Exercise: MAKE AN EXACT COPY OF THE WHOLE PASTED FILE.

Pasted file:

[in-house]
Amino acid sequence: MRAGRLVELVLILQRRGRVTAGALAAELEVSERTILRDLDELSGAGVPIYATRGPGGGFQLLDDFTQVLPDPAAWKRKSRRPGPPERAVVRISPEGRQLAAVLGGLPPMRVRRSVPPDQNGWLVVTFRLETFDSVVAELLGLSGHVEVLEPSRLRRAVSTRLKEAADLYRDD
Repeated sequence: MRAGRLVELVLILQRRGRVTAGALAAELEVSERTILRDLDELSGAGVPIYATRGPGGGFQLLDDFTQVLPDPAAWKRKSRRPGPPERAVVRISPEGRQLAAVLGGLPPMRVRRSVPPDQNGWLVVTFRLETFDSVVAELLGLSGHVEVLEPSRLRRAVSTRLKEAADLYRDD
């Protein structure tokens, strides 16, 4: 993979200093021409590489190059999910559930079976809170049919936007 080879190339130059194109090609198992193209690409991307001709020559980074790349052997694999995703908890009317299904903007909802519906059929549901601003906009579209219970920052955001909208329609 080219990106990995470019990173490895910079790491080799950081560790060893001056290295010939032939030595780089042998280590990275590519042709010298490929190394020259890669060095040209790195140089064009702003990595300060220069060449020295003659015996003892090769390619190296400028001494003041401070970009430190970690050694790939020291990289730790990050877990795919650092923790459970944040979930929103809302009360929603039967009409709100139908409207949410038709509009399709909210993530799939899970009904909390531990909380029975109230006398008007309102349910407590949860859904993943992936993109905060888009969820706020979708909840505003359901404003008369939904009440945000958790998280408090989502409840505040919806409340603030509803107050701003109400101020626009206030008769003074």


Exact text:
[in-house]
Amino acid sequence: MRAGRLVELVLILQRRGRVTAGALAAELEVSERTILRDLDELSGAGVPIYATRGPGGGFQLLDDFTQVLPDPAAWKRKSRRPGPPERAVVRISPEGRQLAAVLGGLPPMRVRRSVPPDQNGWLVVTFRLETFDSVVAELLGLSGHVEVLEPSRLRRAVSTRLKEAADLYRDD
Repeated sequence: MRAGRLVELVLILQRRGRVTAGALAAELEVSERTILRDLDELSGAGVPIYATRGPGGGFQLLDDFTQVLPDPAAWKRKSRRPGPPERAVVRISPEGRQLAAVLGGLPPMRVRRSVPPDQNGWLVVTFRLETFDSVVAELLGLSGHVEVLEPSRLRRAVSTRLKEAADLYRDD
């Protein structure tokens, strides 16, 4: 993979200093021409590489190059999910559930079976809170049919936007 080879190339130059194109090609198992193209690409991307001709020559980074790349052997694999995703908890009317299904903007909802519906059929549901601003906009579209219970920052955001909208329609 080219990106990995470019990173490895910079790491080799950081560790060893001056290295010939032939030595780089042998280590990275590519042709010298490929190394020259890669060095040209790195140089064009702003990595300060220069060449020295003659015996003892090769390619190296400028001494003041401070970009430190970690050694790939020291990289730790990050877990795919650092923790459970944040979930929103809302009360929603039967009409709100139908409207949410038709509009399709909210993530799939899970009904909390531990909380029975109230006398008007309102349910407590949860859904993943992936993109905060888009969820706020979708909840505003359901404003008369939904009440945000958790998280408090989502409840505040919806409340603030509803107050701003109400101020626009206030008769003074």